Here we go again, people!
It’s time for another school year. (For those that work at a year-round school, you might have long since settled into your classrooms. Hope it’s going well.) As I mentioned before, I have taken on a new role this year as an instructional coach. I’m currently on Day 6 and have attended a total of 5 trainings. I’d say it’s going rather well! (I’ll speak on the trainings at a later date because I got some really juicy tidbits to share.) Anyway, even though I don’t have my own classroom, I will still be posting things I have done in the past. You know, those things that I always said I would blog about…and didn’t.
The most important thing a teacher can do during the first days of school is to build a positive and supportive classroom culture. The students need to feel safe in order to take academic risks throughout the year. If the students are not comfortable, collaborative conversations cannot occur and learning will not reaching its optimum potential. We all know that learning is social. So if the social environment is not there, students will not achieve their full greatness.
One of my brilliant professors taught me a motto which I have since stolen and slapped on a poster. He would say, “Everyone participates, everyone learns. You either do it with us or in front of us.” He would make us repeat that each day. So when students felt like not participating in an activity (I like to incorporate dance moves, songs, cheers, etc.), that would be their choice. But I would remind them that their only other option was to do it ‘in front of us’. I have yet to have a student come to the front.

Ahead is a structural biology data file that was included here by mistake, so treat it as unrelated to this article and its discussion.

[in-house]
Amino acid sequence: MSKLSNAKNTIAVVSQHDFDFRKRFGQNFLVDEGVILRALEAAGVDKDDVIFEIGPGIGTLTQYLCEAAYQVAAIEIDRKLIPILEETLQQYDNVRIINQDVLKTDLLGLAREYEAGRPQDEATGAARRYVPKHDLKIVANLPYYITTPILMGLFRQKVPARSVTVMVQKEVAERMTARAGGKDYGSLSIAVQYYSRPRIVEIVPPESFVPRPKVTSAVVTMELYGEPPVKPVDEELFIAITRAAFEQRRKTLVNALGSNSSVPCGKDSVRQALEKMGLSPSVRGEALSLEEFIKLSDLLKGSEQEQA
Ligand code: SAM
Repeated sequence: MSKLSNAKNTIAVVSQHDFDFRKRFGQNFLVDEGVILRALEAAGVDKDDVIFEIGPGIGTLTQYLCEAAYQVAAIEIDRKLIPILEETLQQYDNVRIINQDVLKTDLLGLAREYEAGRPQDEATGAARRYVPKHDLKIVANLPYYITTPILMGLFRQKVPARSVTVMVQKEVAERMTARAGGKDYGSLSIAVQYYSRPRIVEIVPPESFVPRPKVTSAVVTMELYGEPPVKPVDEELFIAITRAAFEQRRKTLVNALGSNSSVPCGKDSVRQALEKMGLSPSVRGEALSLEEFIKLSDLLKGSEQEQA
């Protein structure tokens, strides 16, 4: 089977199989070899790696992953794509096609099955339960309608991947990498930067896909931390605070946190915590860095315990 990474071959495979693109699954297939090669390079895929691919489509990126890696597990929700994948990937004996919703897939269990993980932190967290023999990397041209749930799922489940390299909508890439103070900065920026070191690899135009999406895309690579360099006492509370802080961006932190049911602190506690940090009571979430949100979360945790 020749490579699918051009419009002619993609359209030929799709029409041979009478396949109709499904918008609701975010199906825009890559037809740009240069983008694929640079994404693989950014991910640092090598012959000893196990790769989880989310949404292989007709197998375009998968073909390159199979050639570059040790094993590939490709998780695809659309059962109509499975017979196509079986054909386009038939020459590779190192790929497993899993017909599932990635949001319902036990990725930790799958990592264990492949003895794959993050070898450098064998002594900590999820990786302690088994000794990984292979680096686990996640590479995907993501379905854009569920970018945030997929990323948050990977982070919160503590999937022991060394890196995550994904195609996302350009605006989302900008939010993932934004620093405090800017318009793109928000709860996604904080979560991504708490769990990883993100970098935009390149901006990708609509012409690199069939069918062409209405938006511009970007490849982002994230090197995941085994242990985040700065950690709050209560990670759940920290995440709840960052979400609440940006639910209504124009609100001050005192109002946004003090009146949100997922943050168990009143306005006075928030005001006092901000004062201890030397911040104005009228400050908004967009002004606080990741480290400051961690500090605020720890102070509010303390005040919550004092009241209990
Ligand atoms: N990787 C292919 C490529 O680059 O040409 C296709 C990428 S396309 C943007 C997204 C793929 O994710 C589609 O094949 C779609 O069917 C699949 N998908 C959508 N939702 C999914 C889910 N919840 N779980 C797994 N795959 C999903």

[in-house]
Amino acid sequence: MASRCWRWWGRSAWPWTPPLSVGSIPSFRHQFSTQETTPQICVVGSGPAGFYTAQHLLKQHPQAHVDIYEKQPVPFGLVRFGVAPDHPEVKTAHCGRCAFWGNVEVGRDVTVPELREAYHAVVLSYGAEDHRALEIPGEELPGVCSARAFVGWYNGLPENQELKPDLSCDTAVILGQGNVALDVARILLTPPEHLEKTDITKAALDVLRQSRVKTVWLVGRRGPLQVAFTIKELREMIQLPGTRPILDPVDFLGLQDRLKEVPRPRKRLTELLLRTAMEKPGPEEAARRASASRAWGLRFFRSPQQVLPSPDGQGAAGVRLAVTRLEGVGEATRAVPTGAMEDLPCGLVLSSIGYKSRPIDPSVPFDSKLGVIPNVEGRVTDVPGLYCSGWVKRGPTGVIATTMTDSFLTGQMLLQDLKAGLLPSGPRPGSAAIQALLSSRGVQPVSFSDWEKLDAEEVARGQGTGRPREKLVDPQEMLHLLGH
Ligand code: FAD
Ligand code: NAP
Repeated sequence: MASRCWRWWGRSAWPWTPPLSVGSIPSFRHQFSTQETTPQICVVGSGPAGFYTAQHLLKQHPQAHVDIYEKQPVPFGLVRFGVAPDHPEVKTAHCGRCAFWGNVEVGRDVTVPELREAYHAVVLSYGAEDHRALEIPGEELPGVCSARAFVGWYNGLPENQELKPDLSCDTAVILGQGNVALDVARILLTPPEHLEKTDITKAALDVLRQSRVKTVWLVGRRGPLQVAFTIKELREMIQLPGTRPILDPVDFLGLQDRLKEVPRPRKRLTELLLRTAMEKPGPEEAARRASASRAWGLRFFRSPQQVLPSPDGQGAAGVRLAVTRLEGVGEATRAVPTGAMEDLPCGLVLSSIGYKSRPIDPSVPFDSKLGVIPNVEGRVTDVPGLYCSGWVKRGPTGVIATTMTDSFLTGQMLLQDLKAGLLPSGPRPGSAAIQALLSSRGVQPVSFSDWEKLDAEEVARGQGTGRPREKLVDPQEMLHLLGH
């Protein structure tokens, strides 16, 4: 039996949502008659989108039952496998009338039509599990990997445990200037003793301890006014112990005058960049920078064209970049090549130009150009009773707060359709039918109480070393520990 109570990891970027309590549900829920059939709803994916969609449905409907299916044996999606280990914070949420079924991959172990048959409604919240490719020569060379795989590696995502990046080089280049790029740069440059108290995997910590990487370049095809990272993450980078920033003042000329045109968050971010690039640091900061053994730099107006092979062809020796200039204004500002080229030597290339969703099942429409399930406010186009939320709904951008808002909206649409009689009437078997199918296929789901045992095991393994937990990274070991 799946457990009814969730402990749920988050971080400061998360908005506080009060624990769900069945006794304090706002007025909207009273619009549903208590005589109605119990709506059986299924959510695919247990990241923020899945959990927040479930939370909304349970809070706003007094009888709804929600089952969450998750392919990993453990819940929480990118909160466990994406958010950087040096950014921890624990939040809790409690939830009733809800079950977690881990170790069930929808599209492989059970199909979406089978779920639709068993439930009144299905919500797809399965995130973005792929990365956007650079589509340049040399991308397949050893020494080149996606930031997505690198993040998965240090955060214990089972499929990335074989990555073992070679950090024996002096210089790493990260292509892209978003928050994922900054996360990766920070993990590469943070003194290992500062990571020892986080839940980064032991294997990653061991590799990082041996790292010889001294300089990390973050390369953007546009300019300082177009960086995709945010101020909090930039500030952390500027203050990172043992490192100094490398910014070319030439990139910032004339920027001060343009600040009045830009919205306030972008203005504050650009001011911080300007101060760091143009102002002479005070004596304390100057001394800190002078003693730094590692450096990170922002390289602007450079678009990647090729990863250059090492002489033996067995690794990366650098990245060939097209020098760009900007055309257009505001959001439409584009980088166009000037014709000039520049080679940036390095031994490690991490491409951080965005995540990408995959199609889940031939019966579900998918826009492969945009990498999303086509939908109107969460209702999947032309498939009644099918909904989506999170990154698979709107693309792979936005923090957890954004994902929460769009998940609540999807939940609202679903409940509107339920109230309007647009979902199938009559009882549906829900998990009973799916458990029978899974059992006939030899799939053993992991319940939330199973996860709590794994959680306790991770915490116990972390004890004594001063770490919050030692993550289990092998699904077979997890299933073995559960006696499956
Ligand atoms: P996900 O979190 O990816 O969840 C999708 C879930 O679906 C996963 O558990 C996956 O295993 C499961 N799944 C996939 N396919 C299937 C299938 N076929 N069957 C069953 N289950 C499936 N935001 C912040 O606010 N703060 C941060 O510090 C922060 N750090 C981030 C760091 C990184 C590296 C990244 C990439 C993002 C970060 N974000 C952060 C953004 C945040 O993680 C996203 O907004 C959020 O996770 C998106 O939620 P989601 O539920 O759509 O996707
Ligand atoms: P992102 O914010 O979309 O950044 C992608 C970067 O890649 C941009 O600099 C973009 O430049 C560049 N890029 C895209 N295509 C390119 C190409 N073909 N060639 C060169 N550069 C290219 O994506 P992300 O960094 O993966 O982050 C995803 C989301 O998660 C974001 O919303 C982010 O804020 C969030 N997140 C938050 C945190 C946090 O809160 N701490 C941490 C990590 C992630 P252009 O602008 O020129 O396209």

Below are some pictures that I will briefly explain. The “FAIL” poster was always a hit. Students glanced at it with scary eyes until I explained that failure was welcomed and encouraged in this class. When we fail, we learn and try again. Each day I had a different activity for the students to try to practice this concept (i.e. house of cards, math challenges, domino buildings, any fun thing found on my pinterest board).
Above was my revised book recommendation wall. Originally, I had the books only sorted by fictional and informational text. But because my “40 Book Challenge” required readings of different genres, I needed to categorize the recommendations for the students.
I always took pictures of my kids on the first day of school and made about 6 copies per student. You’ll notice in my classroom that I have their faces on everything. I like that personal touch, more so than name tags. Personal preference. The Raining Compliments was a way to teach the students how to give and receive meaningful compliments. One of my classroom jobs was a compliment coordinator. This person would let me know when each student had at least one compliment in their bag. Only then would students be able to collect their compliments during dismissal.
I know, I know. Multiplication Jail might be considered too negative. It depends on the relationship you have with your students. This is always when I used to give timed math tests (operational drills). I stopped that practice a couple years ago. Strain your Brain was simply a fun, critical thinking challenge (usually math) that students tried to solve each week.
Love this science challenge of the week. Again, it was a student’s job. The less I have to remember, the better for all. The visual for monitoring the writing process really helped me keep track of where everyone was and who needed help.
P.S. Love the “Please excuse our bare board. Our writing is under construction.” sign. I always felt guilty with a bare board, but this sign liberated me.